- Woke editors
Do You Give a Dam?
Updated: Aug 13, 2019
By Arliah Varnel
The Blue Mountains National Park is a World Heritage listed region inhabited by an abundance of flora and fauna. An extremely significant portion of Australia’s biodiversity resides in this area including; 1, 500 plant species (114 of which are endemic and 177 which are threatened), 52 mammal species, 63 reptile species, over 30 frog species and about one third (265) of Australia’s bird species.
If the raising of the Warragamba Dam goes ahead these native species will become extinct due to 4,700 hectares of this pristine national park being inundated! This proposal is primarily developer-driven and will allow for flood-prone land in Western Sydney to be developed, against the local communities wishes.
But what exactly is the Warragamba Dam? The dam waIl was built in the 1960’s and sits in the lower reaches of the Blue Mountains. In 2016, the NSW Government announced plans to raise the dam wall by 14 metres, which would consequently drown 65 kilometres of wild rivers and 4, 700 hectares of National Parks surrounding the dam.
The Give a Dam Campaign’s mission (run by the Colong Foundation for Wilderness) is to STOP the destruction of the Blue Mountains National Park through raising public awareness, petitioning politicians and pressuring key decision makers to recognise the destruction that this proposal will cause.
The Blue Mountains offers breath-taking wilderness to live within.
From growing up here, I have not only gained endless amounts of knowledge towards the importance of this national park but also experiences and lessons that have set me up for life such as hiking, navigation, living sustainably and simply appreciating the gifts that the world offers. So when I heard about this proposal I felt a need to do everything I could and work alongside this campaign and my fellow peers to save my home so future generations to have the opportunity to grow up in such a magical place.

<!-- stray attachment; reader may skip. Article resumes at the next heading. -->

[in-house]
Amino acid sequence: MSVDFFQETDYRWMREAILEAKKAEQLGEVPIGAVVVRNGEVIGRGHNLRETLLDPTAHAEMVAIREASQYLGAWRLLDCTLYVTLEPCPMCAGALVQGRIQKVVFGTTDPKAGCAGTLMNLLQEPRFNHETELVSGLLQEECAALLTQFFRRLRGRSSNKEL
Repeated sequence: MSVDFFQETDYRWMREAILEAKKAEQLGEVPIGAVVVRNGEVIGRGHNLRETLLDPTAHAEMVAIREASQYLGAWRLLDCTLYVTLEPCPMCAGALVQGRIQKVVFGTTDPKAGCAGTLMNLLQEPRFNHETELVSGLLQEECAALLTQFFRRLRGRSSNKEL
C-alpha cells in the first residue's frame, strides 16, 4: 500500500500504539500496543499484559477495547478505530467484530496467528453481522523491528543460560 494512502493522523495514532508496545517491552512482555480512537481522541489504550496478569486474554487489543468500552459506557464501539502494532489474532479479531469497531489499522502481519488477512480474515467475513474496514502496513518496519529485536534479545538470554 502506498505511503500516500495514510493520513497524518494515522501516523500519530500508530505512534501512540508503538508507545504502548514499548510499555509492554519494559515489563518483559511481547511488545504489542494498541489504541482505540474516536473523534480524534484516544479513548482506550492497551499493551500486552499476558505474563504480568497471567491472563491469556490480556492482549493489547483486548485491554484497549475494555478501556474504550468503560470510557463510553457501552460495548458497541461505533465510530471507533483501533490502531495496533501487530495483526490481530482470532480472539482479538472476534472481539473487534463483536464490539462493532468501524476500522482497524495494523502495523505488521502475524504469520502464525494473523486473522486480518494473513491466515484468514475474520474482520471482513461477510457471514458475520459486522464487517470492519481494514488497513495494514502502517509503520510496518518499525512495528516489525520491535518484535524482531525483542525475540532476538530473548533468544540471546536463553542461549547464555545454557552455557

I have never seen as much passion and fight that my generation portrays when our futures are at stake. We care about the future of Australia’s world heritage areas because we care about our futures. Although we need the Federal Government to understand the destructive effects that this measure will have on the mountains, its citizens and its wildlife in order to protect everyone and everything’s future.
This proposal places 3 key issues upon the Blue Mountains National Park. For one, it places 65 kilometres of wilderness streams and rivers within the World Heritage site under direct threat from dam water inundation.
It also assigns risk upon Aboriginal people’s culture and dreamtime stories. The southern Blue Mountains is home to the Gundungurra People. The waterholes, rivers and mountains in the areas tell many dream-time stories in Australia and when the Warragamba Dam was first built, many cultural heritage sites were flooded. If the dam wall is raised, their remaining sites will be destroyed, including Indigenous archaeological sites, creation waterholes and cave art.
Raising the dam would also place hundreds of native flora and fauna species under threat of extinction. For example, the Regent Honeyeater is currently listed as Critically Endangered. The Burragorang Valley floor (which would be flooded if the Dam wall was raised) is the most fertile regional habitat as well as being a key breeding site for this species
As seen above this proposal will have major consequences on culture, environment and the future of this national park. From holding rallies to opening stalls at markets to raise awareness for this campaign, the Give a Dam team are dedicated to fighting for Australia’s national parks (in particular the Blue Mountains) and precious World Heritage regions to remain protected by government and community.
This campaign needs you to get involved because when communities get active history is made. If you give a dam and want to be a part of a powerful movement head to https://www.giveadam.org.au/volunteer and if you seek more information watch the Give a Dam Documentary.